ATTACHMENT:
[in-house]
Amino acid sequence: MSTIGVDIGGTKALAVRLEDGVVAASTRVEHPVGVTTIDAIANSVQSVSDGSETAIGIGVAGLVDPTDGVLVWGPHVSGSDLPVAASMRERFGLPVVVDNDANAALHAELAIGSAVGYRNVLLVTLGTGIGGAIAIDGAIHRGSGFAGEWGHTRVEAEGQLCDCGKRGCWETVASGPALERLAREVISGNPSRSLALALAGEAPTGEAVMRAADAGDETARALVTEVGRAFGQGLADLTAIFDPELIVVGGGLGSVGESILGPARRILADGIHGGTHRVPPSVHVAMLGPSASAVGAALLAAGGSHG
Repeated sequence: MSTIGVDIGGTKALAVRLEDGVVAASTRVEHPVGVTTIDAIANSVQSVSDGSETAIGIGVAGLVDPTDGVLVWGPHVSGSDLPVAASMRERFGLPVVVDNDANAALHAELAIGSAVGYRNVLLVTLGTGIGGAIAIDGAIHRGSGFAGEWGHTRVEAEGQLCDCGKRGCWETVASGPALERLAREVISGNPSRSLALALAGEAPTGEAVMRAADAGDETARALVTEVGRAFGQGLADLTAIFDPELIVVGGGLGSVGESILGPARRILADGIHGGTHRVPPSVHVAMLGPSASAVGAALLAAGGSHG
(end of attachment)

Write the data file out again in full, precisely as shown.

[in-house]
Amino acid sequence: MSTIGVDIGGTKALAVRLEDGVVAASTRVEHPVGVTTIDAIANSVQSVSDGSETAIGIGVAGLVDPTDGVLVWGPHVSGSDLPVAASMRERFGLPVVVDNDANAALHAELAIGSAVGYRNVLLVTLGTGIGGAIAIDGAIHRGSGFAGEWGHTRVEAEGQLCDCGKRGCWETVASGPALERLAREVISGNPSRSLALALAGEAPTGEAVMRAADAGDETARALVTEVGRAFGQGLADLTAIFDPELIVVGGGLGSVGESILGPARRILADGIHGGTHRVPPSVHVAMLGPSASAVGAALLAAGGSHG
Repeated sequence: MSTIGVDIGGTKALAVRLEDGVVAASTRVEHPVGVTTIDAIANSVQSVSDGSETAIGIGVAGLVDPTDGVLVWGPHVSGSDLPVAASMRERFGLPVVVDNDANAALHAELAIGSAVGYRNVLLVTLGTGIGGAIAIDGAIHRGSGFAGEWGHTRVEAEGQLCDCGKRGCWETVASGPALERLAREVISGNPSRSLALALAGEAPTGEAVMRAADAGDETARALVTEVGRAFGQGLADLTAIFDPELIVVGGGLGSVGESILGPARRILADGIHGGTHRVPPSVHVAMLGPSASAVGAALLAAGGSHG